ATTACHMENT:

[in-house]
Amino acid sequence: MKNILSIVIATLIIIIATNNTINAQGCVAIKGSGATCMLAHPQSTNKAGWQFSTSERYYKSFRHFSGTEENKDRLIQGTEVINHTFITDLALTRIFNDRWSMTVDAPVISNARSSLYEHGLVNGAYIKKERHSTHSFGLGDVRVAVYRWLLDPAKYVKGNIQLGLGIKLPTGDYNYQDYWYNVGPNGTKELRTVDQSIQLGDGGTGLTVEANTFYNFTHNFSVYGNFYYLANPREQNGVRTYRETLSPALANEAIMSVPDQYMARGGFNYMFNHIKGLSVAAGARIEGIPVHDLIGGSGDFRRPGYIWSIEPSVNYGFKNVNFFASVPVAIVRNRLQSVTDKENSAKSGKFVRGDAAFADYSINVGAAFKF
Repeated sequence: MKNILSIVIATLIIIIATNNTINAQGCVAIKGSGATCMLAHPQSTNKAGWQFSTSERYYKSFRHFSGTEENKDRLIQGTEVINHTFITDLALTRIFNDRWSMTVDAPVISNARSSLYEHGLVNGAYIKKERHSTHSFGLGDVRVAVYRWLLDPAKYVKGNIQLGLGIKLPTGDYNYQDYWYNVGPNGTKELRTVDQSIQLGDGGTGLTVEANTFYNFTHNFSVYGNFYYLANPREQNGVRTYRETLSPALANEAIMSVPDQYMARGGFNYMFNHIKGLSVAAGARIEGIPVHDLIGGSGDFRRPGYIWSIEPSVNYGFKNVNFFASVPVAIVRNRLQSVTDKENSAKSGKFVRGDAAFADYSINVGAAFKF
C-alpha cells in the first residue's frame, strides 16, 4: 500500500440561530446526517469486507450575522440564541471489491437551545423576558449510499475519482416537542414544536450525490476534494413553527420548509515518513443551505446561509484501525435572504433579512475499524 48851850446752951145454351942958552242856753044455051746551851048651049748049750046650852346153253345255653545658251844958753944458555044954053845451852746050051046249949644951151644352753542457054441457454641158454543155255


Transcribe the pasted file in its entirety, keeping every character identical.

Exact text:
[in-house]
Amino acid sequence: MKNILSIVIATLIIIIATNNTINAQGCVAIKGSGATCMLAHPQSTNKAGWQFSTSERYYKSFRHFSGTEENKDRLIQGTEVINHTFITDLALTRIFNDRWSMTVDAPVISNARSSLYEHGLVNGAYIKKERHSTHSFGLGDVRVAVYRWLLDPAKYVKGNIQLGLGIKLPTGDYNYQDYWYNVGPNGTKELRTVDQSIQLGDGGTGLTVEANTFYNFTHNFSVYGNFYYLANPREQNGVRTYRETLSPALANEAIMSVPDQYMARGGFNYMFNHIKGLSVAAGARIEGIPVHDLIGGSGDFRRPGYIWSIEPSVNYGFKNVNFFASVPVAIVRNRLQSVTDKENSAKSGKFVRGDAAFADYSINVGAAFKF
Repeated sequence: MKNILSIVIATLIIIIATNNTINAQGCVAIKGSGATCMLAHPQSTNKAGWQFSTSERYYKSFRHFSGTEENKDRLIQGTEVINHTFITDLALTRIFNDRWSMTVDAPVISNARSSLYEHGLVNGAYIKKERHSTHSFGLGDVRVAVYRWLLDPAKYVKGNIQLGLGIKLPTGDYNYQDYWYNVGPNGTKELRTVDQSIQLGDGGTGLTVEANTFYNFTHNFSVYGNFYYLANPREQNGVRTYRETLSPALANEAIMSVPDQYMARGGFNYMFNHIKGLSVAAGARIEGIPVHDLIGGSGDFRRPGYIWSIEPSVNYGFKNVNFFASVPVAIVRNRLQSVTDKENSAKSGKFVRGDAAFADYSINVGAAFKF
C-alpha cells in the first residue's frame, strides 16, 4: 500500500440561530446526517469486507450575522440564541471489491437551545423576558449510499475519482416537542414544536450525490476534494413553527420548509515518513443551505446561509484501525435572504433579512475499524 48851850446752951145454351942958552242856753044455051746551851048651049748049750046650852346153253345255653545658251844958753944458555044954053845451852746050051046249949644951151644352753542457054441457454641158454543155255